Model Railroad Benchwork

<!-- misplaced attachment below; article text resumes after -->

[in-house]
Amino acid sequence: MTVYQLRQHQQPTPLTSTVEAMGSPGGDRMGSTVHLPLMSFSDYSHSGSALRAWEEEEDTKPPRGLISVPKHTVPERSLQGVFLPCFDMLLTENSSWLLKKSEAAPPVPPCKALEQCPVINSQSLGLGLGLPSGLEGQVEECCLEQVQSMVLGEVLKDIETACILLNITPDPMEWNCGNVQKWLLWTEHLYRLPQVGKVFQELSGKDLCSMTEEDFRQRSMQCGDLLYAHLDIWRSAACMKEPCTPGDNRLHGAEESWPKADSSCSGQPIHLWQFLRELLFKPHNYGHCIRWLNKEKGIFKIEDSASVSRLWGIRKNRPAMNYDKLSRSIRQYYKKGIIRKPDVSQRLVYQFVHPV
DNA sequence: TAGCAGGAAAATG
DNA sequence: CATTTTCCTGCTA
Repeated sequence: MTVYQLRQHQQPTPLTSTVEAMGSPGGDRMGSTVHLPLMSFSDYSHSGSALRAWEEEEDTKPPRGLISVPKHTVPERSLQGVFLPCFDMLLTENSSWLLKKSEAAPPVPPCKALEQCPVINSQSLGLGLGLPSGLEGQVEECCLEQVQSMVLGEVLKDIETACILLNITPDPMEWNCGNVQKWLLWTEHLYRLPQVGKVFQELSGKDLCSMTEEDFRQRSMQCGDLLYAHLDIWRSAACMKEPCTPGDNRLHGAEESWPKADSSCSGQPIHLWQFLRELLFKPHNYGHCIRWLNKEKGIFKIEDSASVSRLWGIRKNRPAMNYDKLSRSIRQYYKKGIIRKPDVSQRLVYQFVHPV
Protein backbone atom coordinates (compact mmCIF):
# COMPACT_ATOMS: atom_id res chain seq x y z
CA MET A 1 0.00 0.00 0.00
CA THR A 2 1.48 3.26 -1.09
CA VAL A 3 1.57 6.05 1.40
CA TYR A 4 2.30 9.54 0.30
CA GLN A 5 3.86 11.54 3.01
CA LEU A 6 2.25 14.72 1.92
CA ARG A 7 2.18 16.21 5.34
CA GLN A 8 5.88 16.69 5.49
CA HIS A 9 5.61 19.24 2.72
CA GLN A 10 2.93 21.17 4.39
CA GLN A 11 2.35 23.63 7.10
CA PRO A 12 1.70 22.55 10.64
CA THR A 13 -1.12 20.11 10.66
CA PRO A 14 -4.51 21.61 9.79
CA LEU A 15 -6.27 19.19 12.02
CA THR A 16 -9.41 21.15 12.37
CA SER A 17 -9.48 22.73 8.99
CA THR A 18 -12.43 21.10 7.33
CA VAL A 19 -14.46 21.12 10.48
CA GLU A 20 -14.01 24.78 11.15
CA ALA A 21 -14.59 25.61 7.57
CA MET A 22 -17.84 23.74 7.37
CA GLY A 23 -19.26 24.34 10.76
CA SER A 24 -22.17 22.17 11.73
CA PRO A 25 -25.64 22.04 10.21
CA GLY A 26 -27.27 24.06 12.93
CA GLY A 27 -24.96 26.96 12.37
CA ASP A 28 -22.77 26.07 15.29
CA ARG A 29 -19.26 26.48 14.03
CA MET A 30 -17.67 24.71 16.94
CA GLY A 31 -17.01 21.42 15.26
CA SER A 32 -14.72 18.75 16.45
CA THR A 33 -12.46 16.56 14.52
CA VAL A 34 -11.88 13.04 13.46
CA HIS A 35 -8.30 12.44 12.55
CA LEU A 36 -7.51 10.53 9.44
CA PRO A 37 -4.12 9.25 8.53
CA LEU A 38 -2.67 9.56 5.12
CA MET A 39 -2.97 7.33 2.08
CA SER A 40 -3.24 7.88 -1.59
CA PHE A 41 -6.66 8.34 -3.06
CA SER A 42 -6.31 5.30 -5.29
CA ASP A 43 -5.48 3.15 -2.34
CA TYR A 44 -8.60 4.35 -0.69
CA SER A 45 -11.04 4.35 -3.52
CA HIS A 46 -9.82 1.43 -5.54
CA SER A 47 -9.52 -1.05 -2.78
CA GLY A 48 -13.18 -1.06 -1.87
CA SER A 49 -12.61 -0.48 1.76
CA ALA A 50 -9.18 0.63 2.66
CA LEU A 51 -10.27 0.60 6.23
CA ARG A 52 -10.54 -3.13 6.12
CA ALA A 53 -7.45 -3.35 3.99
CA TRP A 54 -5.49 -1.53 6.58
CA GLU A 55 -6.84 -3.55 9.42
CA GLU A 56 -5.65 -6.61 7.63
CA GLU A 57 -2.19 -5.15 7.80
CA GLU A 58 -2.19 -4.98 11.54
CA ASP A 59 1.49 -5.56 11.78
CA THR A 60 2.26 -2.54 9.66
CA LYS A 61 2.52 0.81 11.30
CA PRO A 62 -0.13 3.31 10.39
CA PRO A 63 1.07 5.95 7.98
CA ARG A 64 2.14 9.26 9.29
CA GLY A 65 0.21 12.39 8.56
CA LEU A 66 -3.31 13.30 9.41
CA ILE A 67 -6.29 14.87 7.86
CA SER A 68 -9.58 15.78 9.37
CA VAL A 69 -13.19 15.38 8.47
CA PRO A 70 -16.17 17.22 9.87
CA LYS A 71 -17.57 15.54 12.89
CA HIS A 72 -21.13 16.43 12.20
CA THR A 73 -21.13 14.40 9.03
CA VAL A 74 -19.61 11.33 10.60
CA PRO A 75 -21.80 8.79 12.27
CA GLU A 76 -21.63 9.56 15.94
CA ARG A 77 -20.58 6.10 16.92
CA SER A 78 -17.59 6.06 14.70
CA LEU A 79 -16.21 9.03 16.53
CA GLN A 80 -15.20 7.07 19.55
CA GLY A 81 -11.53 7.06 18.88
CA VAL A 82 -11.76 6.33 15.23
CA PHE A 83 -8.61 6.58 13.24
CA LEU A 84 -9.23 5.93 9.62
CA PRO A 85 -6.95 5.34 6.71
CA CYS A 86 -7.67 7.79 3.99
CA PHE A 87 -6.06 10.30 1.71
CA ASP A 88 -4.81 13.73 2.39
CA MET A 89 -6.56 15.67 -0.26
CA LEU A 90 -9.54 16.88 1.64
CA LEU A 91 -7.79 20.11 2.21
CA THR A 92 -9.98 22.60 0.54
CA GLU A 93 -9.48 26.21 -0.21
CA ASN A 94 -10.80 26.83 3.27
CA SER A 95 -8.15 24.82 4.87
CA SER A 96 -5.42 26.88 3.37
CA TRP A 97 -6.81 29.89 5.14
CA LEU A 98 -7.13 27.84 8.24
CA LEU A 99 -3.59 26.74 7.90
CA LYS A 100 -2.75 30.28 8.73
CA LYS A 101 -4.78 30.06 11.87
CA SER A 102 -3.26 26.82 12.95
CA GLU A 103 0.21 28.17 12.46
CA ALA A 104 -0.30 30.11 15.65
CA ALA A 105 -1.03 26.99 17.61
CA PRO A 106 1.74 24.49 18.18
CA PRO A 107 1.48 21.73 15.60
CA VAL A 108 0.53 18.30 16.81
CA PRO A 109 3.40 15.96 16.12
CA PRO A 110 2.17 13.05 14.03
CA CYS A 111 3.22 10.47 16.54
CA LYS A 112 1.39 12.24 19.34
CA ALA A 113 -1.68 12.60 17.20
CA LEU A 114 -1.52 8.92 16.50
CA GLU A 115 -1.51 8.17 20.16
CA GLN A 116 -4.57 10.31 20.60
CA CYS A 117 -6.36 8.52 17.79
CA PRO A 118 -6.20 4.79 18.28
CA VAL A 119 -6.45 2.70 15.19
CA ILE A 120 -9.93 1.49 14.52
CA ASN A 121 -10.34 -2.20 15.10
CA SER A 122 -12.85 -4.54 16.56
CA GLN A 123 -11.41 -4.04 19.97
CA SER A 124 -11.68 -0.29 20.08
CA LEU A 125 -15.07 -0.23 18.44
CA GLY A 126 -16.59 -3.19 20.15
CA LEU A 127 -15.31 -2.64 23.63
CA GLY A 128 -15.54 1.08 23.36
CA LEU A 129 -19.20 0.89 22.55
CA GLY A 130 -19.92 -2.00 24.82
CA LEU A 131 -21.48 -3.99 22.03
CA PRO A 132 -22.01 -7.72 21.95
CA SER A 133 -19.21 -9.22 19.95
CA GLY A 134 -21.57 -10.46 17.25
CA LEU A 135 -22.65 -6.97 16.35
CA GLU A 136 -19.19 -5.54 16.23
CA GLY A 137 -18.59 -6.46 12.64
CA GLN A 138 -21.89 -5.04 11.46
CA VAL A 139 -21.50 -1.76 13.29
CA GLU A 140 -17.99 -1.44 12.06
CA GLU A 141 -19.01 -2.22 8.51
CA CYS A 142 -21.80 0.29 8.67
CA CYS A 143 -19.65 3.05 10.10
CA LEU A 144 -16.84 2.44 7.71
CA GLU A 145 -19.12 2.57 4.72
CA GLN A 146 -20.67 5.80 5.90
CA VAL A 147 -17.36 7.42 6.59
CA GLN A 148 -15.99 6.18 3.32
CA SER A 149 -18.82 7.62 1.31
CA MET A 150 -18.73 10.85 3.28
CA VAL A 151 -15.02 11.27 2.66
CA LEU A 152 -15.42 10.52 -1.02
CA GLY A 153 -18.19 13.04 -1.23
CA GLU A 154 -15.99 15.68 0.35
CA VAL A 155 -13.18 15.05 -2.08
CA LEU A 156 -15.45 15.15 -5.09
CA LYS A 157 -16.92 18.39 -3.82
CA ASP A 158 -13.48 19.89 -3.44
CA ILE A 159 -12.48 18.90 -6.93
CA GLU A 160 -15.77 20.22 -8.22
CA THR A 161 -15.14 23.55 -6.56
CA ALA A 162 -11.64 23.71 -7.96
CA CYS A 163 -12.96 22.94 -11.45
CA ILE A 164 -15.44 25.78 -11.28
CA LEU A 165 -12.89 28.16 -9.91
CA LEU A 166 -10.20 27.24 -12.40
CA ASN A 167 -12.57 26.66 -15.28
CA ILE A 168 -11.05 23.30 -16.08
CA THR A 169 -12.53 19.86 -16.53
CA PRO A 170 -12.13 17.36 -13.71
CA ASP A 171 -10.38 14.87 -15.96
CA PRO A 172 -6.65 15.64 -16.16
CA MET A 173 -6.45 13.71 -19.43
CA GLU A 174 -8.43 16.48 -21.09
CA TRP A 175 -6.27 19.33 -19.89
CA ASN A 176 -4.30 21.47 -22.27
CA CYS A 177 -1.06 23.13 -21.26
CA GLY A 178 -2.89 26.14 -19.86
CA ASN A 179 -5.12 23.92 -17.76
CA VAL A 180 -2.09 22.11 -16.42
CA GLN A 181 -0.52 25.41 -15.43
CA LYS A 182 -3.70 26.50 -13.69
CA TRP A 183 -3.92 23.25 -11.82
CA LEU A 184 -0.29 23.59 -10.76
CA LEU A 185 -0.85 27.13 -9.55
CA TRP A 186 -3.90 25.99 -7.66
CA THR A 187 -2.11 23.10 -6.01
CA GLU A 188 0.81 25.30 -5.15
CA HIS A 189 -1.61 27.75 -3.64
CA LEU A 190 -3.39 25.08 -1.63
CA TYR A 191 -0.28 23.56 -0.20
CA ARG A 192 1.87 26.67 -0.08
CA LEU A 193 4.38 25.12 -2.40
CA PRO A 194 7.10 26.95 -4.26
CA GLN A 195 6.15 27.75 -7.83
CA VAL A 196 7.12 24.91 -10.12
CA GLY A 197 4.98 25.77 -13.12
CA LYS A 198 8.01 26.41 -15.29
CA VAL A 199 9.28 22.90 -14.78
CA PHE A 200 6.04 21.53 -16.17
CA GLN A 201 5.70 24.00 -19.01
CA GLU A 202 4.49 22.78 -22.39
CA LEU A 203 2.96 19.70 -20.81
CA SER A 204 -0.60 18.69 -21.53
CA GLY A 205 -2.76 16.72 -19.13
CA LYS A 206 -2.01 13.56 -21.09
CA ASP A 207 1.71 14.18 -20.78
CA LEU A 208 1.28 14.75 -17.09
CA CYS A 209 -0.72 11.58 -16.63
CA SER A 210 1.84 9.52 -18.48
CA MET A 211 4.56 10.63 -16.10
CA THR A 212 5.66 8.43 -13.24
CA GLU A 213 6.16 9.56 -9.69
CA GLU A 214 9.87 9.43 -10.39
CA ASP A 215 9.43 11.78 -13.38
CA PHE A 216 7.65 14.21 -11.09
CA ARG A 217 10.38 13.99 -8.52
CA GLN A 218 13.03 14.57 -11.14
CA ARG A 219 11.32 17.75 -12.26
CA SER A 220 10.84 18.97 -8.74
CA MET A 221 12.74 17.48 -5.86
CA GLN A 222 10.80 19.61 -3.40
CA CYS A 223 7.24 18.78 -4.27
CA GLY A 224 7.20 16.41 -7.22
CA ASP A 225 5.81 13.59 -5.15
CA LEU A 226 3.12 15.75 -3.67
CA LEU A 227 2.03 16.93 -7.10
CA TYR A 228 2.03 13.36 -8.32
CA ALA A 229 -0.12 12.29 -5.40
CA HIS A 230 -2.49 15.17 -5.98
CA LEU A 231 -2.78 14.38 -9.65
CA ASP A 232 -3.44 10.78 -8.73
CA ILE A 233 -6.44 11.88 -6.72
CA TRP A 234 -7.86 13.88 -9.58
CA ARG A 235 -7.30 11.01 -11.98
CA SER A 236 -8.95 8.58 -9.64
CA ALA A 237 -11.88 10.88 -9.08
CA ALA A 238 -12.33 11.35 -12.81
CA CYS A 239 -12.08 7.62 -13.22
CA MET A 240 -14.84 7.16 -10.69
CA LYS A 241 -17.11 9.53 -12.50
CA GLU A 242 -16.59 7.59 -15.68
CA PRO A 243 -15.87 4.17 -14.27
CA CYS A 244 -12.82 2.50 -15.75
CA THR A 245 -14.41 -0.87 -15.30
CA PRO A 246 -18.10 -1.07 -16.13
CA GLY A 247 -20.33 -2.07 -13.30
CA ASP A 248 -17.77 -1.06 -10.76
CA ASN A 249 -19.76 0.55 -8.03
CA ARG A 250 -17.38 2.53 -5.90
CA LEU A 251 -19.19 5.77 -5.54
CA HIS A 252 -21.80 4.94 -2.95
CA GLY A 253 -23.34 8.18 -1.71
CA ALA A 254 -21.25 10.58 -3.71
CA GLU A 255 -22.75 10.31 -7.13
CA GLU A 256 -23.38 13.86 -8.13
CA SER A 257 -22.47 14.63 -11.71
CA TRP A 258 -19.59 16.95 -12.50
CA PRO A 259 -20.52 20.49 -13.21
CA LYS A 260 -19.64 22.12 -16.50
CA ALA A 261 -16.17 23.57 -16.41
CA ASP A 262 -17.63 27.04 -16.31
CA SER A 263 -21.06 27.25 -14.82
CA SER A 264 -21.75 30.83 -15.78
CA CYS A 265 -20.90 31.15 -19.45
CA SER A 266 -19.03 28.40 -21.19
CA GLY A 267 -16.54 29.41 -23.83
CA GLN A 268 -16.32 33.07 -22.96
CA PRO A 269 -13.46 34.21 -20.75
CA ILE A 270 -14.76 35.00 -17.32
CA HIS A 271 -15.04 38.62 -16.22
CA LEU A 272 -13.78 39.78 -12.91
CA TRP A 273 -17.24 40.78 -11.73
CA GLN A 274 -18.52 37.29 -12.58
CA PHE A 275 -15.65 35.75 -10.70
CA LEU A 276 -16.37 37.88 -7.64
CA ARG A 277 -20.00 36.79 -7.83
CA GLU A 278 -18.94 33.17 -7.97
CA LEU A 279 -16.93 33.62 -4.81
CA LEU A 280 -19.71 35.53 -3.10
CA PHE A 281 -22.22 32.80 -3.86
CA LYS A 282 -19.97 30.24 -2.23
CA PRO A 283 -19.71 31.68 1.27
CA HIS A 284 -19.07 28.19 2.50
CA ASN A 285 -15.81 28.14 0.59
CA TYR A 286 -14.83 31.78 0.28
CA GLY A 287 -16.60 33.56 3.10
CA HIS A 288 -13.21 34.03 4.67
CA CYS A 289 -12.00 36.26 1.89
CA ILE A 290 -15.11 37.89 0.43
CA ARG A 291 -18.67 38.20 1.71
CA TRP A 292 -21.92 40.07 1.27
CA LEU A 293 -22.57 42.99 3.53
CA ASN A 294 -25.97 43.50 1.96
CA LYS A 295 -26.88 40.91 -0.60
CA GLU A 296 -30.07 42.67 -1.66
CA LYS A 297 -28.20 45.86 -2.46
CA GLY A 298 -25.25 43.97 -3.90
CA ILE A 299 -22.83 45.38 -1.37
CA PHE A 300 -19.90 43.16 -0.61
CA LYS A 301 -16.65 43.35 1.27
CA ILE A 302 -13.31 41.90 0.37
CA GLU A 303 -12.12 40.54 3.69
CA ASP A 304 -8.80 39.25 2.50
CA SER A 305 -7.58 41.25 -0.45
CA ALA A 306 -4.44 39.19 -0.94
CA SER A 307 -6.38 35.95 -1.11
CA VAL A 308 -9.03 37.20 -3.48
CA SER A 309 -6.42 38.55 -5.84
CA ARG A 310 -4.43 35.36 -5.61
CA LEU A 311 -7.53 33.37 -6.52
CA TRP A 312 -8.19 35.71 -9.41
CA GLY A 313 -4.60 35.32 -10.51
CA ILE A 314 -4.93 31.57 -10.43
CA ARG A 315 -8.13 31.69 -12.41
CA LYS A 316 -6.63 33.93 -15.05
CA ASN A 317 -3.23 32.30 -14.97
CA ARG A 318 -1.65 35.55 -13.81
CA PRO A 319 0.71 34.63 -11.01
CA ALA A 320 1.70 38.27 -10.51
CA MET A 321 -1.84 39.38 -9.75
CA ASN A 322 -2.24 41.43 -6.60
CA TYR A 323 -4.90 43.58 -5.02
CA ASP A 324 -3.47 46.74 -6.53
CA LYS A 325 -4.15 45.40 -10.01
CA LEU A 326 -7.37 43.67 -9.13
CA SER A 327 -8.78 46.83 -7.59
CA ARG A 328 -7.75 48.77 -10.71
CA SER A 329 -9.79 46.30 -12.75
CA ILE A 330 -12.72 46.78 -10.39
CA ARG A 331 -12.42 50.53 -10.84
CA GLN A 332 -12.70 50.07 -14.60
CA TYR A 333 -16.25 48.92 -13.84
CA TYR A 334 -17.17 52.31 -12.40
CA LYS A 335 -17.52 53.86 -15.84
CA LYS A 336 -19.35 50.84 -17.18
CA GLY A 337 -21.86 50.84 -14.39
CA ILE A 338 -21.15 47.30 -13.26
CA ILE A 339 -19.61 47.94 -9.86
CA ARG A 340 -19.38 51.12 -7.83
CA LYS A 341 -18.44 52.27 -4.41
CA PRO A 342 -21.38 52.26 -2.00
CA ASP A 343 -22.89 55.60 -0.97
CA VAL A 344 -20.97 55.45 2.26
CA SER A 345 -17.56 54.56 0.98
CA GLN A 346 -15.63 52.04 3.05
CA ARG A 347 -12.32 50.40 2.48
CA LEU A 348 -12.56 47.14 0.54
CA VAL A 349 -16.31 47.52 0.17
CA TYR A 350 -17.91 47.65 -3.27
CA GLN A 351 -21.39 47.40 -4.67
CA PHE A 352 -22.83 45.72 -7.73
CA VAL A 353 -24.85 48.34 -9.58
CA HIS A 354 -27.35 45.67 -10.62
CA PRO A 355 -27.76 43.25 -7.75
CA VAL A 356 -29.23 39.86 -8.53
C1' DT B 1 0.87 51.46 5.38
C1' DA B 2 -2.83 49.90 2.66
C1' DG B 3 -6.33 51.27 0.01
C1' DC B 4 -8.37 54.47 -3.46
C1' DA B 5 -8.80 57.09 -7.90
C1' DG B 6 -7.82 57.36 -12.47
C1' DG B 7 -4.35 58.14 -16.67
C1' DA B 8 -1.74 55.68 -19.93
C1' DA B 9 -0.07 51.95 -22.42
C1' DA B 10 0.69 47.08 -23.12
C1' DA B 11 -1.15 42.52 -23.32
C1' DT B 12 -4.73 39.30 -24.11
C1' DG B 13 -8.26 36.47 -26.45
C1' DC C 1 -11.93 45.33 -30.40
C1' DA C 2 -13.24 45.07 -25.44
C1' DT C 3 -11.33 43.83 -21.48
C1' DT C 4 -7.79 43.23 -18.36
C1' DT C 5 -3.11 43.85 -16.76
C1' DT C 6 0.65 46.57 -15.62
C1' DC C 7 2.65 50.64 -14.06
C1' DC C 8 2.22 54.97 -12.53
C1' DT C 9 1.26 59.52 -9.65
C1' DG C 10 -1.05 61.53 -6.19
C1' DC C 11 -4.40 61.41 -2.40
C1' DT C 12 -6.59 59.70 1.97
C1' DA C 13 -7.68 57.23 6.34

Model railroad benchwork can be constructed using different methods. Some methods are better than others. For small layouts, tables made from ¾” plywood and supported by 2x2 or 2x4 legs are fine. Model railroad benchwork for larger layouts is constructed by using 1x4 pine boards screwed together to form a grid work usually 16” x 16”. This type of model railroad benchwork is also supported much the same way as the plywood table style. Then you add 1x3 diagonal braces for the legs as needed to hold everything solid. Remember, in an earlier article, we discussed the ideal height for your model railroad benchwork as being 36” to 42” off the floor. Constructing this type of model railroad benchwork has some definite advantages over the table style. For larger model railroads the vertical boards of the grid allow you to attach riser boards virtually anywhere you need them. These riser boards will support the sub-roadbed plywood that your track work will be mounted to. We will dicuss sub-roadbed plywood a little later in this article. The riser boards can follow a gradual rise and fall to form elevation changes in your track work. You can add riser boards to support buildings, scenery and many other items on your model railroad benchwork. You can also create specific size and shaped openings as drop down areas to form lake beds and river or stream beds. Your model railroad benchwork can also include lift out sections for access to hidden track work or staging yards. Another type of model railroad benchwork utilizes the grid girder support system as the base. The sub-roadbed is constructed from thin strips of plywood, usually ¼”, that are curved into the turns and elevation changes of your layout and then glued together. The plywood strips are usually ripped 1” to 2” wide and glued together on edge to form a laminated board. The more laminations, the wider the roadbed. Model railroad benchwork that utilizes this method is very strong. These roadbed units can be made as long as you want by staggering the end joints of the laminations. These sections can then be mounted to the grid support system by using riser boards as needed to follow your track plan. This form of track sub-roadbed can span greater distances between the riser supports, thus simplifying your model railroad benchwork. As stated a few sentences back, now we can take a look at the plywood sub-roadbed method. This method of model railroad benchwork utilizes ½’ plywood for the sub-roadbed. This is great because you now can use up all those odd shaped scrape pieces of plywood that you’ve been saving. It doesn’t matter what size and shape they are. Lay the scraps over the grid girder base then map out your track plan in pencil on the scraps and then cut the sections out with your sabre saw. Keep in mind that plywood has more strength with the grain rather than across the grain. Fit the sections together, kind of like a puzzle, and then install riser boards underneath to achieve your desired height and angle. Using riser boards on model railroad benchwork , to mount everything to your grid girder base, enables you to unfasten them, here and there as needed, to make adjustments in location, height and angle and then refasten them. This way your model railroad, sub-roadbed, will be flat, straight and strong.